Figure 1. The area burned by wildfires in the western United States is likely to increase as the climate becomes warmer. Source: USDA Forest Service.

Wildfire frequency and duration in landscapes of the western United States have increased since the mid-1980s, resulting from subregional responses to changes in climate. The Northern Rockies have seen the greatest increases, followed by the Sierra Nevada, southern Cascade Range, and northern California and southern Oregon coast ranges (Westerling et al. 2006). In northern California, land use changes may also be involved. The Intergovernmental Panel on Climate Change’s projected warming (1.5 to 5.8°C by the end of the 21st century) is far greater than that observed (0.9°C) in recent decades in the West. These conditions compound the increased fire risk resulting from fire suppression and resulting fuel buildup during the 20th century (Keeton et al. 2007).

It should be noted that model results reflect the current status of our knowledge about a topic. Parameters are typically set and input data are prepared based on a combination of the best scientific information available and the modeling environment (e.g., technical constraints). As information increases about both the ecological systems and the pertinent elements of climate change, so will our ability to more precisely and accurately estimate projected changes to forested landscapes. Given that, the climate changes listed below are likely and relevant to landscapes of the western United States.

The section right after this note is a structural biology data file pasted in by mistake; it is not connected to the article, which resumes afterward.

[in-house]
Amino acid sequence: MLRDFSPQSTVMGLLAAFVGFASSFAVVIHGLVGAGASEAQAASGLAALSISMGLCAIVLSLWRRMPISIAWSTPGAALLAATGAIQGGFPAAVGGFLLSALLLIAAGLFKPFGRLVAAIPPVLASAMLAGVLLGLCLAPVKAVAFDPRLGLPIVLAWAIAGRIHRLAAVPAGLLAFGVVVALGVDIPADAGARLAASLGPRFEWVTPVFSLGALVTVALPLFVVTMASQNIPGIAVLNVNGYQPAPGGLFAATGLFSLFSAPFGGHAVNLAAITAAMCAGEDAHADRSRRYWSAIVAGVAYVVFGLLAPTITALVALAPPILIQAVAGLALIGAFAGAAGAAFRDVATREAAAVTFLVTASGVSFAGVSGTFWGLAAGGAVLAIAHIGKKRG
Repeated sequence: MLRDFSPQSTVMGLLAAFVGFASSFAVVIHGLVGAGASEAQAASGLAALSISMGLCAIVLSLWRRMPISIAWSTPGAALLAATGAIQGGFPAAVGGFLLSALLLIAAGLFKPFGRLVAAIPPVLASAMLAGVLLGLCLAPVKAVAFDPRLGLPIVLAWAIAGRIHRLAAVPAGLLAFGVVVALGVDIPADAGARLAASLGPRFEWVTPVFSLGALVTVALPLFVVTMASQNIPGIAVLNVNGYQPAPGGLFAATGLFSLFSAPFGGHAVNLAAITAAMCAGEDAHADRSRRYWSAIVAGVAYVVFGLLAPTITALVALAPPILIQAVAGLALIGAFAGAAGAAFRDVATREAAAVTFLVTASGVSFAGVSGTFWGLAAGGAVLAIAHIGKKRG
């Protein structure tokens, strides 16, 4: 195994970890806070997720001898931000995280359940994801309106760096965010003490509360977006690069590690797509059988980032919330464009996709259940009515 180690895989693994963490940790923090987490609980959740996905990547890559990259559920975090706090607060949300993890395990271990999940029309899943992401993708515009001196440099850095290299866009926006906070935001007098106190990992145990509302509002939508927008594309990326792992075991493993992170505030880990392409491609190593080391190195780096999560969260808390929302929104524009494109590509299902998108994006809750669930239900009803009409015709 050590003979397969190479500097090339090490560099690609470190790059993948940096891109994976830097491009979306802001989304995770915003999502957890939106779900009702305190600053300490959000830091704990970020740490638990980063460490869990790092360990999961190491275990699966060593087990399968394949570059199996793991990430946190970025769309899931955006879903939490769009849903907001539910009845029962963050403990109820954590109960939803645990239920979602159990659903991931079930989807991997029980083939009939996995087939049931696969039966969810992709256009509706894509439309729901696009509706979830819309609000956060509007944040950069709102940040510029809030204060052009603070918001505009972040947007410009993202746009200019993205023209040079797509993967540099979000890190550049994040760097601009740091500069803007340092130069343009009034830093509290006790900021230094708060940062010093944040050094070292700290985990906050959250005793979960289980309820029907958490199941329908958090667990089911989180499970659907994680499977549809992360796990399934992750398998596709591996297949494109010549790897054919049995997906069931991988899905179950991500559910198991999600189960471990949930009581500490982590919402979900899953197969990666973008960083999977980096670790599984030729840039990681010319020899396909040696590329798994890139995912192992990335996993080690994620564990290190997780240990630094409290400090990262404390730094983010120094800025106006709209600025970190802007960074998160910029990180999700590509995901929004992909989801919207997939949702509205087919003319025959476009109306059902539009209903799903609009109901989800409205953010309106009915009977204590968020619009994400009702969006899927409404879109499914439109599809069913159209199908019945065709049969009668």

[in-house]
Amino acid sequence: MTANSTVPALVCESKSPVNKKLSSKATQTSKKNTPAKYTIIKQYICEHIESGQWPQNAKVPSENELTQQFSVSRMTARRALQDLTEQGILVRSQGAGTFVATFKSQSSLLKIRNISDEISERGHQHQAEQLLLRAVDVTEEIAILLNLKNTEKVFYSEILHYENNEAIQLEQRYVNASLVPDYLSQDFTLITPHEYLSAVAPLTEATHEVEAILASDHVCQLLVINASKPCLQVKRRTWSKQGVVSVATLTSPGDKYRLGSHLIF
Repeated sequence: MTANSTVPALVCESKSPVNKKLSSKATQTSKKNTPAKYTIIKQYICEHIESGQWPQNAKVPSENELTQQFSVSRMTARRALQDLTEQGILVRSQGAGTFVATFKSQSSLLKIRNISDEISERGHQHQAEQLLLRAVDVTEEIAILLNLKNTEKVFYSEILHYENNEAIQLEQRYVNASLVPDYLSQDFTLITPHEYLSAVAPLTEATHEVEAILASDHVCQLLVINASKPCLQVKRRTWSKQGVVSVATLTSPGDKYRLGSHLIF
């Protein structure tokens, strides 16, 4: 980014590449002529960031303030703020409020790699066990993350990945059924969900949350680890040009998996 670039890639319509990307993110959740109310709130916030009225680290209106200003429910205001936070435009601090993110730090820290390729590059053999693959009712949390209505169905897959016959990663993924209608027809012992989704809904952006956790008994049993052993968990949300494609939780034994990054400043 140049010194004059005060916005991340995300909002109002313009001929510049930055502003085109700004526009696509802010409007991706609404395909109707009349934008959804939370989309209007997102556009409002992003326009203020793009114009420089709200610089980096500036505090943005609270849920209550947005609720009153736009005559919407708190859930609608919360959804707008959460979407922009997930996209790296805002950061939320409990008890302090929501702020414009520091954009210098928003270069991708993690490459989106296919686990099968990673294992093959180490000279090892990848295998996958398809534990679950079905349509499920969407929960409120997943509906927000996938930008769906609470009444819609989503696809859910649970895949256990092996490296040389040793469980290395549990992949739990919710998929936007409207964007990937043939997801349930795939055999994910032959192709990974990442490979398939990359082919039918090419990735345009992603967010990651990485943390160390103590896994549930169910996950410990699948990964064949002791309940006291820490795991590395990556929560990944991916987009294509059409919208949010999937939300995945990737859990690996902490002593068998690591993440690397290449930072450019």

• Variability in fire regimes in California is projected to increase as interspersed wet and dry years lead to a cycle of wetter years, promoting more biomass growth, which leads to more and higher severity fires during dry years (Lenihan et al. 2003).
  • Climate change appears to cause major shifts in landscape vegetation dynamics, which is exacerbated if fire regimes change independently of biophysical conditions. This scenario was established by simulating potential future landscape conditions and assessing the departure of simulated future landscape composition from reference conditions (Keane et al. 2008).
  • The area burned in wildfires is expected to increase under both warmer/wetter and warmer/drier climate change scenarios (3.6°C added to maximum and minimum daily temperatures, daily rainfall amount multiplied by 1.2 [wetter] or 0.8 [drier]), with a larger increase in area burned under the warmer/drier scenario, according to a set of landscape fire succession models applied to a simulation landscape (Cary et al. 2006).